Although, a clear pathophysiology of septic shock has not been identified yet, a severe inflammatory response induced by various toxins released by pathogenic organisms is known to release pro-inflammatory positive mediators like TNF Alpha, IL-1, leukotrienes, lipoxygenase, bradykinin, serotonin and opposing factors like IL-4 and IL-10 which will trigger a negative feedback mechanism. These will eventually trigger a neutrophil–endothelial cell adhesion, clotting mechanism which will result in the formation of microthrombi.
As far as the etiology of septic shock is concerned, hospital-acquired gram-negative bacilli and gram-positive Cocci are the commonest pathogens whereas Candida and Fungi can rarely be identified in certain individuals with severe immune-suppression.
It is also important to look for any signs of a deep or superficial infection (Gastrointestinal, urinary or biliary tract) especially in patients who have recently undergone surgery.
Signs and Symptoms
Characteristic features of this condition include,
- Persistent hypotension which requires vasopressors to maintain a mean arterial pressure ≥ 65 mm Hg
- Serum lactate level > 18 mg/dL which do not improve on rapid fluid replacement.
Other signs and symptoms of septic shock are similar to those seen in patients with ‘Sepsis’ but mostly of a severe nature. However, the major sign which is observed when a patient develops shock from septicemia is rapid confusion and altered level of consciousness, which may sometimes end up in a coma.
Diagnosis and Treatment
Major investigations that should be carried out in a clinically suspected patient include Complete Blood Count, Arterial Blood Gases, chest x-ray, serum electrolytes, BUN and creatinine, liver function, Serum lactate levels and central venous O2 saturation (ScvO2).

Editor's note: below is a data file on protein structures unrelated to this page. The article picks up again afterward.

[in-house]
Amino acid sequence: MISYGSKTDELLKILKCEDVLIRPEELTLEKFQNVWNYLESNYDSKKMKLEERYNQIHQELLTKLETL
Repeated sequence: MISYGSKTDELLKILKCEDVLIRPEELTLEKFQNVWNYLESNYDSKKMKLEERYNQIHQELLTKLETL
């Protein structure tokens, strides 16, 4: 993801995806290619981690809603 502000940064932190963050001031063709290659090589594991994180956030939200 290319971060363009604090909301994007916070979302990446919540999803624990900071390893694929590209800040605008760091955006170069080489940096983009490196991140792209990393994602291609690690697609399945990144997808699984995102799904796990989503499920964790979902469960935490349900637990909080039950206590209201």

Early treatment of septic shock is critical and mainly depends on the etiology and include supportive therapy and acute resuscitation based on the process of monitoring.
- Blood Perfusion which is mainly restored with IV fluids and Vasopressors
- Oxygen therapy
- Broad-spectrum antibiotics
- Controlling of the infection
- Other supportive measures such as Corticosteroids, Insulin,
The overall mortality rate of patients with septic shock is gradually decreasing (30%-40%) thanks to the advancement of medical interventions lately, but patients who develop severe lactic acidosis with decompensated metabolic acidosis should be given early immediate care due to the high possibility of multi-organ failure which is fatal and irreversible.
Difference Between Sepsis and Septic Shock
Sepsis is a blood infection which is triggered by various microbial toxins released into the blood stream, triggering a systemic inflammatory response. This most often occurs as a complication of disease conditions such as pneumonia, food poisoning, urinary tract infections, etc. but doesn’t result in any organ failure.
In contrast, Septic shock is a subtype of sepsis, associated with a significant rate of mortality as a result of various fatal abnormalities of blood circulation and cellular metabolism, resulting in fatal and irreversible organ failure.
Untreated or delayed treatment of sepsis can result in Septic shock which should be tried at its best to be avoided since the prognosis is comparatively very poor.